Habitat utilization by coral reef fish: implications for specialists vs. generalists in a changing environment

Wilson, Shaun K., Burgess, Scott C., Cheal, Alistair J., Emslie, Mike, Fisher, Rebecca, Miller, Ian, Polunin, Nicholas V.C., and Sweatman, Hugh P.A. (2008) Habitat utilization by coral reef fish: implications for specialists vs. generalists in a changing environment. Journal of Animal Ecology, 77 (2). pp. 220-228.

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Abstract

1. The impact of environmental disturbance and habitat loss on associated species is expected to be dependent on a species' level of specialization. We examined habitat use and specialization of coral reef fish from the diverse and ecologically important family Pomacentridae, and determined which species are susceptible to declines in coral cover due to disturbance induced by crown-of-thorns seastar (COTS, Acanthaster planci L.).

2. A high proportion of pomacentrid species live in association with live coral as adults (40%) or juveniles (53%). Adults of many species had strong affiliations with branching corals, while juveniles favoured plating growth forms, reflecting the sizes of refuge provided by coral types.

3. Juveniles of species that associated with coral had narrower niche breadths than adult conspecifics, due to associations with specific coral types. The especially high coral association and narrower niche breadth of juveniles suggest that the presence of live coral is crucial for many species during early life history, and that disturbance-induced coral loss may have serious flow-on effects on adult abundance.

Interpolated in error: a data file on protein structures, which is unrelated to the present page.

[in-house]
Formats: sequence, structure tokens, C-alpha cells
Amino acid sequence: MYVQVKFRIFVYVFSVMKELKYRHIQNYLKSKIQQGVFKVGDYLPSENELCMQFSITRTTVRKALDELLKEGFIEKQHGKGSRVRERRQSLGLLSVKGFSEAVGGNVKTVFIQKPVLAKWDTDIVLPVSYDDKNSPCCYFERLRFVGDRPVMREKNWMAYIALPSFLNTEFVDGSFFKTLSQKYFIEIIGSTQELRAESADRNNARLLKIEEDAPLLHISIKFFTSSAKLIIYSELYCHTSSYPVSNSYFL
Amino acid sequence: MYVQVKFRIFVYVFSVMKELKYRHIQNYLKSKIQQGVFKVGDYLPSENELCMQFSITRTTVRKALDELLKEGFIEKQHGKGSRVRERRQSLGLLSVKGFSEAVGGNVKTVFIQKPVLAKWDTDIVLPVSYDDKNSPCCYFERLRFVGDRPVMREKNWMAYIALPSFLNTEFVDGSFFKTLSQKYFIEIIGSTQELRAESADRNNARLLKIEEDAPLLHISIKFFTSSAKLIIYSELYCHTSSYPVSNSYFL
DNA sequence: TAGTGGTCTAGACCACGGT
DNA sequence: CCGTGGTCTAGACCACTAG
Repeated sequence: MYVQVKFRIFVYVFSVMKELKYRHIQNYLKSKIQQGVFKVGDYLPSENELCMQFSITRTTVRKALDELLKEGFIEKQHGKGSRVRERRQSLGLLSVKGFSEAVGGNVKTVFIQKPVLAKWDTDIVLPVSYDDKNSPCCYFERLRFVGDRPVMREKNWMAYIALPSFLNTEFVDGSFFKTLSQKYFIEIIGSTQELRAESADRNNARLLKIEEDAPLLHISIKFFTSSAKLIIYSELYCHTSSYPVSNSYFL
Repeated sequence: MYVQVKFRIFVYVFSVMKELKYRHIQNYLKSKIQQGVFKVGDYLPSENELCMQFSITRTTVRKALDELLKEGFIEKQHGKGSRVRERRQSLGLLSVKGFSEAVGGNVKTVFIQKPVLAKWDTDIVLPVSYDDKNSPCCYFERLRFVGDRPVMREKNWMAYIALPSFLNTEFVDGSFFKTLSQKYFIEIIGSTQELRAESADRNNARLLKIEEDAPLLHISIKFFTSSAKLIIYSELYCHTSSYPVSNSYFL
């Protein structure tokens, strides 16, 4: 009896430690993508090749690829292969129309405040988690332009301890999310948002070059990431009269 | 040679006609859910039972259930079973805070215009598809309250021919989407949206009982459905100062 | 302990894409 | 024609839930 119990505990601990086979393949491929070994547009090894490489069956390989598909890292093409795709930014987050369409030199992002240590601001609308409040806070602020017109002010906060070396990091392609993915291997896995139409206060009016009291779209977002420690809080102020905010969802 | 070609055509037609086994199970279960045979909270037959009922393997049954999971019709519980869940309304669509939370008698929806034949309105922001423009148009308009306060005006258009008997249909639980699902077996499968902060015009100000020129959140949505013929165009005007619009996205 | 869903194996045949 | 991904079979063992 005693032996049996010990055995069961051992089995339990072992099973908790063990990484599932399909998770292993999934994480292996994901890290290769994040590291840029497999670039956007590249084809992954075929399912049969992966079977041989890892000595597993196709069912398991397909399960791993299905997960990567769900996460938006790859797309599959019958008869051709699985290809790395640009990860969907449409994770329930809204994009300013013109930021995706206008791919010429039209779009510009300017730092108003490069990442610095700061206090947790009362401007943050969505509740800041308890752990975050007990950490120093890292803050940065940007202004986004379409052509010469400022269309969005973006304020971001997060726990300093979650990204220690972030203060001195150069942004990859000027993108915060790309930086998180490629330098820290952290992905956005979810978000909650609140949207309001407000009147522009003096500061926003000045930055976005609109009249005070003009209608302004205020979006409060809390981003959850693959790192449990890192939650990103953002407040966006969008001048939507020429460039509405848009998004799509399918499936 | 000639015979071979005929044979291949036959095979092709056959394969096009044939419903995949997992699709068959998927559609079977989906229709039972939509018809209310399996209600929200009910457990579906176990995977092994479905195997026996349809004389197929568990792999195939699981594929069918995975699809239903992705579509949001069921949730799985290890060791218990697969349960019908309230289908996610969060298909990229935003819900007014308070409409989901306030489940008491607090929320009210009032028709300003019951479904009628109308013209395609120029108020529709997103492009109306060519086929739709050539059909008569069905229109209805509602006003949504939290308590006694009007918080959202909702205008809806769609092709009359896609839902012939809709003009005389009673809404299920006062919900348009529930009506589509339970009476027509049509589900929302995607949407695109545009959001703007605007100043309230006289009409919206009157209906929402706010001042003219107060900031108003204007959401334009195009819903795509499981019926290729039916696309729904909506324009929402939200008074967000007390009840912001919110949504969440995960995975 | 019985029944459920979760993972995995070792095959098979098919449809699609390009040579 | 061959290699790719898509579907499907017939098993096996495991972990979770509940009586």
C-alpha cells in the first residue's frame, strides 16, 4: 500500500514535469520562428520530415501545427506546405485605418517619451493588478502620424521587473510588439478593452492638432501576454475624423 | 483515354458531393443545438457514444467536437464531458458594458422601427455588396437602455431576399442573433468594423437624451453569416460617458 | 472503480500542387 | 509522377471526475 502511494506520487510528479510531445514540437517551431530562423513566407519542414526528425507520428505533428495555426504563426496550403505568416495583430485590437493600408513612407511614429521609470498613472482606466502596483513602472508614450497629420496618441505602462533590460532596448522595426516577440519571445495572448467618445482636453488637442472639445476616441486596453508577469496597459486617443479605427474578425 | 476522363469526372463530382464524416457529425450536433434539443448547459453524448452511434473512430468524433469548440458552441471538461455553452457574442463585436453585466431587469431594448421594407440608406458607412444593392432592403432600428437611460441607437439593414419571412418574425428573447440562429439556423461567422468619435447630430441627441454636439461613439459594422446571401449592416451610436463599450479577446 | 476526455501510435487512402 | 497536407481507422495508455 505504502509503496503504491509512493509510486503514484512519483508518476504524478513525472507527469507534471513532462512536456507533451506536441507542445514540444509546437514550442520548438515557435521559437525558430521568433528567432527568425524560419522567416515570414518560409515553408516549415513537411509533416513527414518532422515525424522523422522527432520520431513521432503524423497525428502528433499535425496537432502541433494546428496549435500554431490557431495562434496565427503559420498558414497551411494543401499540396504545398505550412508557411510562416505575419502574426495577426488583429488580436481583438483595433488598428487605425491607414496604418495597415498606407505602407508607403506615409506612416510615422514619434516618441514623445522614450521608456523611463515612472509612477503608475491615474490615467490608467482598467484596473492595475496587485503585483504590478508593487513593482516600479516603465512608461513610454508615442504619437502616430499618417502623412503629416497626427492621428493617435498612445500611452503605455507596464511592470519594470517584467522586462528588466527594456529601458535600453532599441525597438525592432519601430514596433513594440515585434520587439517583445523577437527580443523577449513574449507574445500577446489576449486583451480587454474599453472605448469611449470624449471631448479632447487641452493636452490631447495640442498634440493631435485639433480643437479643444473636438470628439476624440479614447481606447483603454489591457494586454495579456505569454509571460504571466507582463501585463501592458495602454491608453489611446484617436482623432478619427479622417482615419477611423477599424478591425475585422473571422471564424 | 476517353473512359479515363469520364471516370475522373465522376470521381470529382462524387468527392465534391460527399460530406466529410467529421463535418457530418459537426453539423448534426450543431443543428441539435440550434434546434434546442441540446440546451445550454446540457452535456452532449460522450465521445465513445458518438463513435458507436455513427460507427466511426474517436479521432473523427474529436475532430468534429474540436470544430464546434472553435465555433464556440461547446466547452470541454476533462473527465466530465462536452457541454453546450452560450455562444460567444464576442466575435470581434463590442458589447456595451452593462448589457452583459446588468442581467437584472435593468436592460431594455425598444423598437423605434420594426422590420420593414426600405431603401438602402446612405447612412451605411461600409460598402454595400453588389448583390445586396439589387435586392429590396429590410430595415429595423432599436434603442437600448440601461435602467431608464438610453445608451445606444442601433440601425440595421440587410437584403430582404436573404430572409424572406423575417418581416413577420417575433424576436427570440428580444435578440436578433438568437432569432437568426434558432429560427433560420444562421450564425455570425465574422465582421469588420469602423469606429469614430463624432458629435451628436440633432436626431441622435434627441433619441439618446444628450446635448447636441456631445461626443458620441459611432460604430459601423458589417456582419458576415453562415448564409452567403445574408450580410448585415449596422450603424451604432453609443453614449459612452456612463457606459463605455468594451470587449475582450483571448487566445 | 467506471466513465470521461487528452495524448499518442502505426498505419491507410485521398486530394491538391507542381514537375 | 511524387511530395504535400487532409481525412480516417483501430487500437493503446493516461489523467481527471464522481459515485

4. Microhabitat availability was a poor predictor of fish species abundance. Significant correlations between coverage of coral types and abundance of five adults and two juvenile species were detected; however, these relationships explained <35% and <10% of the variation in abundance of adult and juvenile species, respectively.

5. Niche breadth explained 74% of the variation in species' mean response to coral decline and it is clear that disturbance has a greater impact on resource specialists, suggesting that increasing frequency and intensity of coral loss will cause reef fish communities to become dominated by habitat generalists at the expense of coral-dwelling specialists.

Item ID: 19394
Item Type: Article (Refereed Research - C1)
Keywords: coral reefs; damselfish; disturbance; resource dependency
ISSN: 1365-2656
Date Deposited: 17 Jan 2012 05:51
FoR Codes: 06 BIOLOGICAL SCIENCES > 0602 Ecology > 060205 Marine and Estuarine Ecology (incl Marine Ichthyology) @ 50%
05 ENVIRONMENTAL SCIENCES > 0502 Environmental Science and Management > 050202 Conservation and Biodiversity @ 50%
SEO Codes: 96 ENVIRONMENT > 9605 Ecosystem Assessment and Management > 960507 Ecosystem Assessment and Management of Marine Environments @ 100%
Citation Count from Web of Science Web of Science 2
Downloads: Total: 3
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